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Publisher's Summary

James Gleick, the author of the best sellers Chaos and Ge­nius, brings us his crowning work: a revelatory chronicle that shows how information has become the modern era’s defining quality—the blood, the fuel, the vital principle of our world.

The story of information begins in a time profoundly unlike our own, when every thought and utterance vanished as soon as it was born. From the invention of scripts and alphabets to the long misunderstood “talk­ing drums” of Africa, James Gleick tells the story of information technologies that changed the very nature of human consciousness. He provides portraits of the key figures contributing to the inexorable develop­ment of our modern understanding of information: Charles Babbage, the idiosyncratic inventor of the first great mechanical computer; Ada Byron, the po­et’s brilliant and doomed daughter, who became the first true programmer; pivotal figures like Samuel Morse and Alan Turing; and Claude Shannon, the cre­ator of information theory itself.

And then the information age comes upon us. Citi­zens of this world become experts willy-nilly: aficiona­dos of bits and bytes. And they sometimes feel they are drowning, swept by a deluge of signs and signals, news and images, blogs and tweets. The Information is the story of how we got here and where we are heading. It will transform readers’ view of its subject.

©2011 James Gleick (P)2011 Random House

Critic Reviews

"Accessible and engrossing." (Library Journal)

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  • Overall

Brilliant book, heroic reader, better in print?

The Information is stunning and vastly important - one of the first popular accounts of information theory, and by James Gleick, who famously introduced the world to chaos theory a decade or two ago. This is a detailed tour from the invention of language to the information era, concentrating primarily on what information means, as well as how it is encoded and manipulated - as words, telegraph messages, hidden codes, or mathematics. The hero of the work is Claude Shannon, famous for writing the most important master's thesis ever written, and the consequences and meaning of the information theory he invented. Occasionally lyrical and constantly thought provoking, this book is excellent, and the reader is precise, clear, and makes even dry text interesting.


So why four stars? I have listened to something like 200 audio books, and this is one of the few that, despite great reading and great content, suffers from not being on the printed page. There are equations ("B sub r dagger dagger A inverted r") and tables of numbers in the text, and even the wonderful job the reader does can't make these intelligible, though he does try. It doesn't destroy the work, by any means, and is still very enjoyable and intriguing, but there are some difficult or plain useless passages as a result (ironic, given a book on encoding information, that the encoding method here is so inefficient). Also, this book requires concentration, not playing in the background, so take that into account.


I am going to be recommending this book to everyone, so don't hesitate to buy it on Audible, but, if you really want to get deep into the details and numbers, you are going to need a printed copy as well.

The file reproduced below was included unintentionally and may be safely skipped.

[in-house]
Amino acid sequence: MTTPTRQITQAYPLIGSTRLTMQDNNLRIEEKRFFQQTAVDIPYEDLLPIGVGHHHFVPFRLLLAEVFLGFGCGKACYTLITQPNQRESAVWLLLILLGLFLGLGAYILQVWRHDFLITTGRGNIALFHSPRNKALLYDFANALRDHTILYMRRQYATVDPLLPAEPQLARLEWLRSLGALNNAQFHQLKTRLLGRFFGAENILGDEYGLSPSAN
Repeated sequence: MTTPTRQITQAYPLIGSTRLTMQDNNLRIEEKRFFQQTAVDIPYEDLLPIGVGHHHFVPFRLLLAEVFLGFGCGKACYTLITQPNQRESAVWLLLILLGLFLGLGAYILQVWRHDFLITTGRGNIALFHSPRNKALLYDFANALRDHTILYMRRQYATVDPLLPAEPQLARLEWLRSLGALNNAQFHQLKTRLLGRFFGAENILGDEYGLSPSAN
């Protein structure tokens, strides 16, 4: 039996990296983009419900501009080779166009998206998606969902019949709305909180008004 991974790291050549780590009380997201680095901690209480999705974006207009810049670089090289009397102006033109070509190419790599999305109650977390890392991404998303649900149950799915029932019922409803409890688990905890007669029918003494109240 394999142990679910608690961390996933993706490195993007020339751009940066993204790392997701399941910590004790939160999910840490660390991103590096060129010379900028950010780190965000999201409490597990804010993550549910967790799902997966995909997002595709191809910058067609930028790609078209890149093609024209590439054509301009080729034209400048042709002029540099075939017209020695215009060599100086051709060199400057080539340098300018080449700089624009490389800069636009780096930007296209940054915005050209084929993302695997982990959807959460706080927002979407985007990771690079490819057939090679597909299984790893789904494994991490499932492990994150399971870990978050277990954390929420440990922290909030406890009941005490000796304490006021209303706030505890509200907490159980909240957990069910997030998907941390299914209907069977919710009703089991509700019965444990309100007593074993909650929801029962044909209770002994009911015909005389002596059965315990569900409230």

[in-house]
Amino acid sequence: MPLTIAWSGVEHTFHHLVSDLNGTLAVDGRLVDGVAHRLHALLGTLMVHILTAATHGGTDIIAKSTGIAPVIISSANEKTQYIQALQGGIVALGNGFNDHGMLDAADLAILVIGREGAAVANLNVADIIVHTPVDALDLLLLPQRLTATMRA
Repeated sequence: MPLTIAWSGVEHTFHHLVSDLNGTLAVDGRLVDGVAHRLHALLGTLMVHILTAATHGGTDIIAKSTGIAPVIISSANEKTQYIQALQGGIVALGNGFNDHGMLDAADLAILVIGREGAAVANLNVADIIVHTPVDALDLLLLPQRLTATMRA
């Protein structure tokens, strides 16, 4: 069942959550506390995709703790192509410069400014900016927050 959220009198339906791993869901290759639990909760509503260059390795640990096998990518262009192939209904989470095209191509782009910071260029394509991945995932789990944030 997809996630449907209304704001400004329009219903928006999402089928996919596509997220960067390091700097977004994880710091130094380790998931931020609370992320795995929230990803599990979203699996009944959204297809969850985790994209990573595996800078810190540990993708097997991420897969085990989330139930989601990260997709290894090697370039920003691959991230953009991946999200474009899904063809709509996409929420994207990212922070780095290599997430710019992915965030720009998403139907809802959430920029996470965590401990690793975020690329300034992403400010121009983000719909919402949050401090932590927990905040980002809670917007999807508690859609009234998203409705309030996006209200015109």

101 of 101 people found this review helpful

  • Overall
  • peter
  • Pound Ridge, NY United States
  • 04-28-11

Intellectual Challenge

I have rarely read a book that challenged me as did 'The Information'. Be prepared to be challenged by the links between the liberal arts; how philosophy relates to mathematics and how biology relates to physics. Get ready for an unceasing search for the fundamental issues. Remember polynomial equations, untangle the cryptographers art, have your sense of logic turned upside down. Be ready to be convinced that all can be explained by successive tosses of a coin.

So...worth reading. Yes! I know nobody who could hike Gleick's road without stumbling. He introduces so much complex material that his thesis seems hopelessly confusing; but then he combines the elements at the end of each Chapter, lifts the fog, solidifies the important concepts and provides a foundation for the brain to move on. Fascinating, but be prepared to think as much as read.

13 of 13 people found this review helpful

  • Overall

Information in Historical Context

James Gleick in “The Information: A History, a Theory, a Flood” seeks to place information in historical context. To accomplish that he opens the book by discussing the advent of drumming, signals, telegraph, telephone and the computer. A most interesting section contains an explanation of how Babbage invented the first computer and how it worked. In the subsequent portion he relates how information theorists worked on the coding, decoding, and re-coding of information. The final chapters link such as DNA , and quantum mechanics to information. It is this last portion of the book that was the most thought provoking for me. This book is wonderful as history, stimulating as philosophy, and a fine introduction to theoretical aspects of the topic. The reading of Rob Shapiro is excellent.

12 of 12 people found this review helpful

  • Overall

Made me nostalgic

As a computer engineer/scientist, I found this book to be simply beautiful. Like stepping into your grandmother's attic and discovering treasures, which brings back a flood of memories. It reminded me of the beauty of the field of information science. But more than that, it brought to life the familiar theories pounded into us through dry textbooks. It tells the stories of the people behind the thoughts that changed the way our world works. It weaves together disparate fields. As any great book should, this will make you look at the world through different eyes.

So beautiful.